How Does Refinancing Work?

What is a refinance?

A refinance is a method used by an individual or company which allows them to revise the nature of their liabilities by getting a new loan with more desirable terms that will pay off the old loan. People can refinance liabilities such as their mortgage, car loan or any other loan with undesirable terms.

Let’s explain how a refinance works with four different stages:

  •     You currently have a loan
  •     You get a new loan
  •     The new loan pays the first loan
  •     You must now pay the new loan

You can refinance your loan with the same bank/lender or get a mortgage from a new source. Shop around and take a look at the variations in interest rates across different lending companies and banks. Searching the web can also give you valuable information regarding current interest rates for most mortgages. Knowing what qualifies as a fair rate will protect you from getting ripped off by a loan shark who plans to trap you in the deadly jaws of debt.

Benefits to refinancing your mortgage

Refinancing your home can bring many short-term and long-term benefits. The reason thwat most people refinance their mortgage is to secure lower interest rates. Having a lower interest rate on your mortgage will make it easier to build up your home’s equity. Lower interests fees also raise your net worth by reducing liabilities.

Another benefit that refinancing your mortgage brings is the ability to shorten the term of your loan. If you refinance a 30-year mortgage with 20 years remaining with a 15-year mortgage then you’ll be able to pay off the loan sooner which will save you a lot of time and money. When attempting to shorten the term of your loan make sure to pick a time when interest rates have dropped significantly to avoid severely raising the amount of your monthly payments.

A refinance is an opportunity to change the terms of your mortgage. One of the most important things to consider when refinancing a home is if you want to change from a fixed-rate mortgage to an adjustable-rate mortgage or the other way round.

Switching from an adjustable-rate mortgage to a fixed-rate mortgage can be beneficial if interest rates have dropped by 2% or more since you secured your old loan. Remember that the bigger your balance is, the more each percentage saved on your interest matters. 2% savings on a $1,000,000 home is more significant than 2% savings on a $200,000 home.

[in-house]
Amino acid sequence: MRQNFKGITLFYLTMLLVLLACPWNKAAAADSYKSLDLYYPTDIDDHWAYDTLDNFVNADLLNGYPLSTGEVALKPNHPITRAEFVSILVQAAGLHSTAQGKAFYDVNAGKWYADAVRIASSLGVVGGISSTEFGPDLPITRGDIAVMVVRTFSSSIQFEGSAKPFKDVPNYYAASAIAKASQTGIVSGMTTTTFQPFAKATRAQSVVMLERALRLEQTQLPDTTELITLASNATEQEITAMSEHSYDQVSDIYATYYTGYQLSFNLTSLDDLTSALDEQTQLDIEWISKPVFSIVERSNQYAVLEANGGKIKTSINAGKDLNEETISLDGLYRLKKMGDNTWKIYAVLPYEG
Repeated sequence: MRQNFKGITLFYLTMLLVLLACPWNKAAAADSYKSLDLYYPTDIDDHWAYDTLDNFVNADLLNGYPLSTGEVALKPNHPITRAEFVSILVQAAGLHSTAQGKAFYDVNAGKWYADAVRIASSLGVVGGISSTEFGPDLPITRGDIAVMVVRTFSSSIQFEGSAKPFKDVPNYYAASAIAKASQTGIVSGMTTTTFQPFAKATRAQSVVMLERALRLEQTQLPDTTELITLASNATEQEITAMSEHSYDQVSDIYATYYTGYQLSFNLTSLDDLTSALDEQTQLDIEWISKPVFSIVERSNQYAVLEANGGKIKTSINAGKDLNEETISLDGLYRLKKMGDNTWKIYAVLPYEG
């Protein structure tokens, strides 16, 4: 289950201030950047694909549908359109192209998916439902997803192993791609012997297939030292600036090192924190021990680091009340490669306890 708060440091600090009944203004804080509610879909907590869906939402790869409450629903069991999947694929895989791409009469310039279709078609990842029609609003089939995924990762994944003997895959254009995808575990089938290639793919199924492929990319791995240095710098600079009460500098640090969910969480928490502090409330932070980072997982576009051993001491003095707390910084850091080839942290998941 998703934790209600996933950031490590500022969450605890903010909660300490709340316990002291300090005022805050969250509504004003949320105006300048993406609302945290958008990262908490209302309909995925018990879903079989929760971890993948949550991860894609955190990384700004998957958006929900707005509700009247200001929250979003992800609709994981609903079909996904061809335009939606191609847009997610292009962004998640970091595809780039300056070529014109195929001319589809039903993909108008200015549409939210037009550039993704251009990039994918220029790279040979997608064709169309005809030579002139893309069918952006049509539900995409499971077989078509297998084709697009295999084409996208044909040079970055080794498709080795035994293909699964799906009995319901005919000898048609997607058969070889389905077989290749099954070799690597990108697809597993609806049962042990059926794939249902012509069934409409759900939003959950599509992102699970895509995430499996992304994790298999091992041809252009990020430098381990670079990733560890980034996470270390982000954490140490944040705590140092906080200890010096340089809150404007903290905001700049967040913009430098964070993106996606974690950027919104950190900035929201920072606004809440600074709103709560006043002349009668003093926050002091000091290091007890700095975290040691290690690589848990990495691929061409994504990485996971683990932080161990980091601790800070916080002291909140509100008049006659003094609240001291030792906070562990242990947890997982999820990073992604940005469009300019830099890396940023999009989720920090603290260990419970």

A cash-out refinance is where you get a new loan that is a higher amount than your original loan. This will get you some extra cash and can be handy if you’re in a sticky situation. Decide whether or not tapping into your home’s equity and increasing your total balance is worth it just to get some extra cash. Never get a cash-out refinance just to go shopping or buy a luxury car.

Should you refinance your mortgage?

There are many factors to consider when deciding whether or not a refinance is worth it for you and the answer will vary from person-to-person.

An important factor to consider is age. As you get older, you get nearer and nearer to retirement. Most retirees receive a lower income than those who are still working so refinancing your home and ending up adding more years to your mortgage can become a problem if you are no longer able to sustain such payments during your retirement.

Check if the benefits of refinancing your mortgage outweighs the costs. Refinancing your home can deplete your home’s equity, add years to your loan, and get you charged with penalties for early payment of the loan. Make sure that lowering the interest rate will still be worth it after all the time and money it takes to refinance your home.

If you truly believe that refinancing is the best option for you then try to kill as many birds as you can with a single stone. If refinancing is executed properly you can shorten your mortgage term, lower the interest, and switch from an ARM to a fixed-rate mortgage or from a fixed-rate mortgage to an ARM all in one swift blow.

What you’ll need

In order to refinance your home, you’ll need to meet a few basic criteria to be eligible. Your credit score should be good… usually 600+.

Check to see if you have enough home equity to afford a refinance. Refinancing will take a chunk out of your home’s equity so make sure that you’ll still hold a 20% equity stake in your home after the refinance.

Make sure that you have enough savings to cover any closing fees, call provisions, or balloon payments upon retiring your old loan and replacing it with the new one.

If you do not meet the criteria above you should consider getting an FHA streamline refinance or a VA refinance if you qualify. FHA and VA loans typically have more flexible requirements as far as eligibility and credit scores go.

The bottom line on refinancing

Like anything in life, refinancing comes with its pros and cons. Refinancing your mortgage can be beneficial for you if you’d like to reduce your liabilities and shorten your loan’s term but make sure to consider both the advantages and disadvantages.

Just remember that some things never change, refinancing your home won’t get rid of your debt, your collateral is still at stake, and you’ll still need to make monthly payments. Do your homework before applying for a refinance and consider getting a professional consultation from a well-trained financial advisor who specializes in mortgages.

That’s the ins and outs of refinances. We hope that we’ve answered any questions that you might have but if you have any other concerns then don’t hesitate to send us an email. We’re always happy to hear from you and our response team will get back to you within 48 hours of receiving your email.

Get a personalized loan consult with one of our experts today.